Post race refreshments will be provided by Jerry Chang and Vidration sports drinks provided by Keith Aoki of Anheuser-Busch, while supplies last.

For more information on the Vet Day event call 969-7400.

And someday should you happen to see a happy veteran jogging through the streets of East Hawaii remember to smile, say “woof” and never shy away from “Running with the Big Dog.”

October 25, 2010 Posted by | Running on the Big Island | , , , , , , , , , , , , , , , , , , , , , | 1 Comment

New Hilo Medical Center CEO, Howard Ainsley – staying fit

Howard Ainsley

Running is a fun sport which is meant to relieve stress and running a hospital is considered by management administrators to be one of the most complex, difficult and stress filled jobs known today.

Recently, at a Jerry Chang ‘fun-raiser’, I had the pleasure of sitting next to and speaking with the Regional Chief Executive Officer of Hawaii-Health System in the East Hawaii Region, Mr. Howard Ainsley.

Ainsley, who is originally from Norfolk, Virginia moved to Hilo 22 months ago to assume his new job at the Hilo Medical Center.

“My wonderful job brought me to beautiful Hilo and I love being here,” he said.

There are many things interesting about this 56 year old, but what really got my attention is his love for sports and his ability to overcome stress by staying healthy and fit.

“I first became interested in sports during primary school,” Ainsley said.   “My brother-in-law was a college basketball star/coach and he was my mentor.”

Growing up Ainsley became interested in playing both basketball and tennis and in high school he even joined the track team.

Ainsley at Western Carolina Univ

“I received a full basketball scholarship to Western Carolina University (1972-76) where I also participated in volleyball, golf and fencing,” he said.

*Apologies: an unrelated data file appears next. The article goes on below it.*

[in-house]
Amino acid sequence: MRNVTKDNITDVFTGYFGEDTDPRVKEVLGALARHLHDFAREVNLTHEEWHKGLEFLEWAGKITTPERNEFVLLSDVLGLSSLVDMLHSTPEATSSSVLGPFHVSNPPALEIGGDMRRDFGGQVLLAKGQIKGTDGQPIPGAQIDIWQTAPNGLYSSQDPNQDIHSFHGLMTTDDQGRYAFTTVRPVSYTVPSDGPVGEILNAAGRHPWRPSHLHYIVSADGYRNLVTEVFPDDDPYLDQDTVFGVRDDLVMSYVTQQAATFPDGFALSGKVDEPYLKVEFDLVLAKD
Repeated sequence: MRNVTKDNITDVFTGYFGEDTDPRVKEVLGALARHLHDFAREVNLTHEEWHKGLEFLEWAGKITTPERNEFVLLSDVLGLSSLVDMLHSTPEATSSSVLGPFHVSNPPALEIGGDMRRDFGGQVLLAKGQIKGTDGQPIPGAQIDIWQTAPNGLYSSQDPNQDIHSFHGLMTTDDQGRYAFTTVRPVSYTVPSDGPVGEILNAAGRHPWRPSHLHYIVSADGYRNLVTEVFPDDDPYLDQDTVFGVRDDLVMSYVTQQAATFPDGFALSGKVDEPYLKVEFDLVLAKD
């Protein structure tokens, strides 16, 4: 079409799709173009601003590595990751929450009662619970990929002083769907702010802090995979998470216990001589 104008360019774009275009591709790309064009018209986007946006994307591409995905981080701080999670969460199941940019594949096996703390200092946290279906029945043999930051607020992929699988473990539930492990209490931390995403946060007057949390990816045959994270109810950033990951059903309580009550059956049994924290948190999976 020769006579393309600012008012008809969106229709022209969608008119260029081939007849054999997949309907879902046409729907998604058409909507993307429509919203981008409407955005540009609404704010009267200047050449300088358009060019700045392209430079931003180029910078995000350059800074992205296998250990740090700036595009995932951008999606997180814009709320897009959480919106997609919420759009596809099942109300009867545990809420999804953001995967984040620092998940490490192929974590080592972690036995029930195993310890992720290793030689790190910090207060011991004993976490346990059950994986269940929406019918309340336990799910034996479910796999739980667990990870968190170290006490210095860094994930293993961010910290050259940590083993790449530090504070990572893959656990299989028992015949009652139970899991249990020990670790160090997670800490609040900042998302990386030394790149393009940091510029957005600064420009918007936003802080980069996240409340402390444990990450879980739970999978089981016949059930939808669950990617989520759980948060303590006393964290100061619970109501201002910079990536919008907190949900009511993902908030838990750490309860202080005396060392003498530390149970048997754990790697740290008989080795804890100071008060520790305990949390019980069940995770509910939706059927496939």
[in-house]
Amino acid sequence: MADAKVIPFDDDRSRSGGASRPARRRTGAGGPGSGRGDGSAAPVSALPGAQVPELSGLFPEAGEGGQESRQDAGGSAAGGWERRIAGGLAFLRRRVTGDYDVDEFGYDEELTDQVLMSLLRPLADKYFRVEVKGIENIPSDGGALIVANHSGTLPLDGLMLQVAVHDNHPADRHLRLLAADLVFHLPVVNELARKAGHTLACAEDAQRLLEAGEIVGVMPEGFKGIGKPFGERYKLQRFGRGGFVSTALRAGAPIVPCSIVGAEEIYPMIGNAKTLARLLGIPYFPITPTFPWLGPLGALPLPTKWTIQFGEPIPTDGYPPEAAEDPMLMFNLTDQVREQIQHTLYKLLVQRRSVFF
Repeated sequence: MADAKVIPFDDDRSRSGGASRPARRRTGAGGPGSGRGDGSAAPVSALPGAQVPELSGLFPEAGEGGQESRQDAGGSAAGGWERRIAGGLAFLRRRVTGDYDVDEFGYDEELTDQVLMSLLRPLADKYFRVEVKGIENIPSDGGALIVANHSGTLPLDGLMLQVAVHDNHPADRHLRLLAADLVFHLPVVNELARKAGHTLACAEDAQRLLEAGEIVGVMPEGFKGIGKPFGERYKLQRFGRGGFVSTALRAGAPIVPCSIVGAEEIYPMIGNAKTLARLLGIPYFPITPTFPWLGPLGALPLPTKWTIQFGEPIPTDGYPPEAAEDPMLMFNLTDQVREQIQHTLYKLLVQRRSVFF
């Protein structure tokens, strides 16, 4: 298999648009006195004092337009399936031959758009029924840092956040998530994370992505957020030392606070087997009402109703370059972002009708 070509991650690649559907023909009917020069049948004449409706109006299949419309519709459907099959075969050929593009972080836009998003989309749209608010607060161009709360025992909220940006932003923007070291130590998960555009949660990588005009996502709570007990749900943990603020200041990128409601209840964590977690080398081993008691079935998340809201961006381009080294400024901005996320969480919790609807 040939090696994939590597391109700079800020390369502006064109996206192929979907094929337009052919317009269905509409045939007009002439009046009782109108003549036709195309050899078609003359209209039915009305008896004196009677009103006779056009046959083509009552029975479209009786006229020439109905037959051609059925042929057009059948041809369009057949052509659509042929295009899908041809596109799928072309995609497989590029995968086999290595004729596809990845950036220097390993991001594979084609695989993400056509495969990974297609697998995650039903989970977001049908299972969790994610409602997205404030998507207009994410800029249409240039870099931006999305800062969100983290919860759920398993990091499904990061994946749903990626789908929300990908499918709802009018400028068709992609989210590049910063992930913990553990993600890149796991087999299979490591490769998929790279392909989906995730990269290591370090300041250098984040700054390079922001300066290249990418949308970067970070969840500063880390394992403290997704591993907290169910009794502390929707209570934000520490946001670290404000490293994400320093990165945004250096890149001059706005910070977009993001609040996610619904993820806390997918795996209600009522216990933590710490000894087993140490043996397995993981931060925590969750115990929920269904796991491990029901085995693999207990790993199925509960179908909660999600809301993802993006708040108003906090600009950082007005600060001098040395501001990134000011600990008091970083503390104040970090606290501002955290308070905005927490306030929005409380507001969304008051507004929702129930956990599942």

Following college Ainsley became a high school teacher and coach at Norfolk Collegiate School for three years before spending another three years as a teacher/coach at Washington and Lee University.

Needless to say that Ainsley has set his health and fitness needs as a top priority and despite his enormously busy schedule finds the time to work out.

“The healthcare industry has essentials that are certainly focused on business acumen – finance, statistics, economy and people skills,” he said.  “Success hinges on many things, but first and foremost we are there for the patients and striving for high quality care is essential.  In healthcare you need competent, caring people, from the nursing staff to physicians to computer specialists.”

And how does this CEO find the time to exercise? 

“I believe that finding balance is key and also should factor work-outs just as one would commit to their lunchtime or dinnertime,” he said.

Nearly each and every day Ainsley will find the time to get out and work out.